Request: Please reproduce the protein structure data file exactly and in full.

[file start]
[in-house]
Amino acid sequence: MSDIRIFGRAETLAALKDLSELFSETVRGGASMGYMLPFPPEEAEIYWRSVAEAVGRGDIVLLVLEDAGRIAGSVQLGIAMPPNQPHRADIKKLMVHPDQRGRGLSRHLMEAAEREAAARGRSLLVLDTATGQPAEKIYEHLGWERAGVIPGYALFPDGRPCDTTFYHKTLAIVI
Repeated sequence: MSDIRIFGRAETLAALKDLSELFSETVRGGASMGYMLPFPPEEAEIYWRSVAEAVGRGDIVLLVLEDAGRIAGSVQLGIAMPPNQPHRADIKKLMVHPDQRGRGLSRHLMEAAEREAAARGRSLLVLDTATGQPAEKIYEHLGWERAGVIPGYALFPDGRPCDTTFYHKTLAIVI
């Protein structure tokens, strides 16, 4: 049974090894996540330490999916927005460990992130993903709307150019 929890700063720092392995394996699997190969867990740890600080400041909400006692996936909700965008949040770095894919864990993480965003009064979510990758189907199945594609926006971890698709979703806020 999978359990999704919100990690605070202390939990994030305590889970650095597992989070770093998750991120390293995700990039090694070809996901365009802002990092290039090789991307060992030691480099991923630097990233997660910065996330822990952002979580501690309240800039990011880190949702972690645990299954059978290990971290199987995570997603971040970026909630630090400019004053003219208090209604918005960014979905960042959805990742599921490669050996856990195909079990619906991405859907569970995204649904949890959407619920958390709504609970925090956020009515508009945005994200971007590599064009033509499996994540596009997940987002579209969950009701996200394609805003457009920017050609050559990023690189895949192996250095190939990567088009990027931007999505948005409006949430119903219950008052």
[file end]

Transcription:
[in-house]
Amino acid sequence: MSDIRIFGRAETLAALKDLSELFSETVRGGASMGYMLPFPPEEAEIYWRSVAEAVGRGDIVLLVLEDAGRIAGSVQLGIAMPPNQPHRADIKKLMVHPDQRGRGLSRHLMEAAEREAAARGRSLLVLDTATGQPAEKIYEHLGWERAGVIPGYALFPDGRPCDTTFYHKTLAIVI
Repeated sequence: MSDIRIFGRAETLAALKDLSELFSETVRGGASMGYMLPFPPEEAEIYWRSVAEAVGRGDIVLLVLEDAGRIAGSVQLGIAMPPNQPHRADIKKLMVHPDQRGRGLSRHLMEAAEREAAARGRSLLVLDTATGQPAEKIYEHLGWERAGVIPGYALFPDGRPCDTTFYHKTLAIVI
């Protein structure tokens, strides 16, 4: 049974090894996540330490999916927005460990992130993903709307150019 929890700063720092392995394996699997190969867990740890600080400041909400006692996936909700965008949040770095894919864990993480965003009064979510990758189907199945594609926006971890698709979703806020 999978359990999704919100990690605070202390939990994030305590889970650095597992989070770093998750991120390293995700990039090694070809996901365009802002990092290039090789991307060992030691480099991923630097990233997660910065996330822990952002979580501690309240800039990011880190949702972690645990299954059978290990971290199987995570997603971040970026909630630090400019004053003219208090209604918005960014979905960042959805990742599921490669050996856990195909079990619906991405859907569970995204649904949890959407619920958390709504609970925090956020009515508009945005994200971007590599064009033509499996994540596009997940987002579209969950009701996200394609805003457009920017050609050559990023690189895949192996250095190939990567088009990027931007999505948005409006949430119903219950008052």